Remember, remember the 7th of September — Bitcoin, El Salvador, and the crypto drop
El Salvadordeclared Bitcoin to be legal tender on September 7 after which the crypto market came crashing.
- The cryptocurrency market crashed by more than 15% within the span of an hour with Bitcoin’s price still down by more than 8% as of 6:00 pm Indian Standard Time (IST).
- El Salvador’s President
Nayib Bukelechose to ‘buy the dip’ attributing the crypto flash crashto the International Monetary Fund (IMF).
- The country’s national crypto wallet ‘Chivo’ was also facing ‘technical difficulties’ at the time of launch with Bukele asking citizens to download the wallet from the Huawei App Store instead.
- The volatility led to some of the world’s leading crypto exchanges facing trading delays and other glitches as investors looked to either sell or ‘buy the dip’ like Bukele.
September 7 was one for the history books with the Central American country of El Salvador going live with its law declaring the world's oldest cryptocurrency, Bitcoin, as legal means of exchange — at par with the US dollar within its economy.
It is officially the first ever sovereign nation to declare Bitcoin as legal tender. Many thought this would further bolster Bitcoin’s rally that was headed towards the $54,000 mark.
What no one saw coming on the first-ever ‘Bitcoin Day’ was the crypto flash crash that followed. Virtual currencies went for a nose dive with Bitcoin falling more than 8.5% as of 6:00 pm Indian Standard Time (IST) — Ethereum, Cardano, and others in the top 10 cryptocurrencies were doing no better.
Even Solana, which quadrupled in value over the last month, was unable to buck the trend after a long hold out.
El Salvador ‘buys the dip’
El Salvador’s president, Nayid Bukele, however, took the opportunity to ‘buy the dip’. The country bought up another 150 Bitcoin to add to their existing reserve of 400 Bitcoin.
It appears the discount is ending Thanks for the dip @IMFNews. We saved a million in printed paper.El Salvador… https://t.co/BymGeWSR5S— Nayib Bukele (@nayibbukele) 1631028355000
According to him, the massive dip of a whopping 15% to less than $43,000 — which is one of the worst daily performances of the cryptocurrency so far this year — was a ploy of the International Monetary Fund (IMF).
I’m not much for conspiracy theory, but aggressive selling into El Salvador making #Bitcoin legal tender when the W… https://t.co/dzM1CyU1zE— The Wolf Of All Streets (@scottmelker) 1631029383000
The launch of El Salvador’s ‘Bitcoin Law’ was not flawless
While the reasons behind the fall across the crypto market is still being speculated, with some saying it was the central banks, IMF and World Bank while others pointing the finger at individuals like Michael Saylor — the CEO of MicroStrategy, a business analytics software provider which is the largest corporate investor of Bitcoin in the world — El Salvador had its own issues back at home.
Did all of El Salvador dump their 30$ at once? #Btc— Facemelter (@GetYaFaceMelted) 1631028338000
The country's national Bitcoin wallet, Chivo, saw ‘technical difficulties’ within the initial hours and was unavailable for download in the Google Play Store. The government was instead recommending that citizens download Chivo through Huawei’s App Gallery — a third party store that doesn’t have the best track record when it comes to security and transparency.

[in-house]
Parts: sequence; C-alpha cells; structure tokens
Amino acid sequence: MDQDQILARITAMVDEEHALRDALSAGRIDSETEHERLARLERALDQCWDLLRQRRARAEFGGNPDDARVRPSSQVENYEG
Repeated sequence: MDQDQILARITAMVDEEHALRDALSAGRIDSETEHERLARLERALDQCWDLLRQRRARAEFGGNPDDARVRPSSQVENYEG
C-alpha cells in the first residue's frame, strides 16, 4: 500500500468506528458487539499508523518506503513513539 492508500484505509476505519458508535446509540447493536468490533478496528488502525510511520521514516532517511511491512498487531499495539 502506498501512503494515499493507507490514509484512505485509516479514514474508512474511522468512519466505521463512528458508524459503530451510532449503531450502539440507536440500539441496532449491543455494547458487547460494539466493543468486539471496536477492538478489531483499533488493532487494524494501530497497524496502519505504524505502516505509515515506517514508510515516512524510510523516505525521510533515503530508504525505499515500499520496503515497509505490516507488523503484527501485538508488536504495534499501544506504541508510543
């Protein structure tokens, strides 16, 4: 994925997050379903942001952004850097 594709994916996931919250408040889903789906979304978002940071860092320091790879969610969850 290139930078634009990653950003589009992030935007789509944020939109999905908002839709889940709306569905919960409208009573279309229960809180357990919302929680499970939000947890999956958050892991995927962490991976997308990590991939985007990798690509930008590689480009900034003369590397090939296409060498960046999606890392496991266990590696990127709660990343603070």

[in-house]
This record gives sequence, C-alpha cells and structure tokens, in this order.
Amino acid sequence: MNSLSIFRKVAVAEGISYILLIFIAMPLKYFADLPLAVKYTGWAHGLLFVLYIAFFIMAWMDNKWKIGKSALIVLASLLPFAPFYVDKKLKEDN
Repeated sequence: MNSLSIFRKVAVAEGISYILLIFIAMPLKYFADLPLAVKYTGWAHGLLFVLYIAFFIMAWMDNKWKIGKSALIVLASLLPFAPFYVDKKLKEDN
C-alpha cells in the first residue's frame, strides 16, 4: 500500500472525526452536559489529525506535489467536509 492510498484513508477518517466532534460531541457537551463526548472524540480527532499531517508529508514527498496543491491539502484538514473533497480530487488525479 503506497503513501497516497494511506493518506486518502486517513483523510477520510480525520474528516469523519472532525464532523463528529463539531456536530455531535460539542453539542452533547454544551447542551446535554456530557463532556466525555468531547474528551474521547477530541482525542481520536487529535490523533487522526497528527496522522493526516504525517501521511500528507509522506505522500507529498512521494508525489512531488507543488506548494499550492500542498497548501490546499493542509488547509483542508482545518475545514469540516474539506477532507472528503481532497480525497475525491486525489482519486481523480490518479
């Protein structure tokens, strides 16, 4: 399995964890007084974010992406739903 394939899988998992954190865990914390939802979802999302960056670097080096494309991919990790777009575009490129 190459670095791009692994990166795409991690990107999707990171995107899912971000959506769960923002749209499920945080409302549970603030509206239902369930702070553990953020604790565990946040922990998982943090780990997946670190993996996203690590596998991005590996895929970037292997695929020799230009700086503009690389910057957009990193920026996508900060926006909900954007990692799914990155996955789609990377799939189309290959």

Ya está disponible @chivowallet para todos los que tengan @AppGallery.Aquí el link: https://t.co/FS5jKSFFuCSegu… https://t.co/aRsgu240tN— Nayib Bukele (@nayibbukele) 1631002008000
Even before the launch, there were reports of public unrest and flaws in the implementation process. According to a survey conducted by the Central American University ( UCA), nearly 70% of the population disagreed with using the cryptocurrency as legal tender —- most did not even know that Bitcoin is a cryptocurrency to begin with. However, it should be noted that the population of the island nation is 6.5 million and the sample size for the poll was only 1,281 people.
Local media reports alluded to the people being against Bitcoin as legal tender. One of the protesters told Reuters that the primary reason for this is the cryptocurrency’s reputation of being used as a tool for money laundering.
Nearly 24 hours later, the crypto market seems to be recovering.
Locals share their first-ever Bitcoin experiences online
Even though reports indicated public push back, some of the experiences shared online after implementation of El Salvador’s Bitcoin Law seem to be positive mostly around the fact that food chains like McDonalds, Starbucks, and Pizza Hut are accepting Bitcoin as payment.
Just walked into a McDonald's in San Salvador to see if I could pay for my breakfast with bitcoin, tbh fully expect… https://t.co/B4jdR7akc0— Aaron van Wirdum (@AaronvanW) 1631022117000
It is too soon to tell whether Bukele’s ambitious experiment will be a hit or a flop but it certainly got off to a banging start. Even
*Traducido a inglés*Today we proposed The Crypto Law. We want Panama to be compatible with blockchain, cryptoasse… https://t.co/Os6aTFjPZJ— Gabriel Silva (@gabrielsilva8_7) 1631027455000
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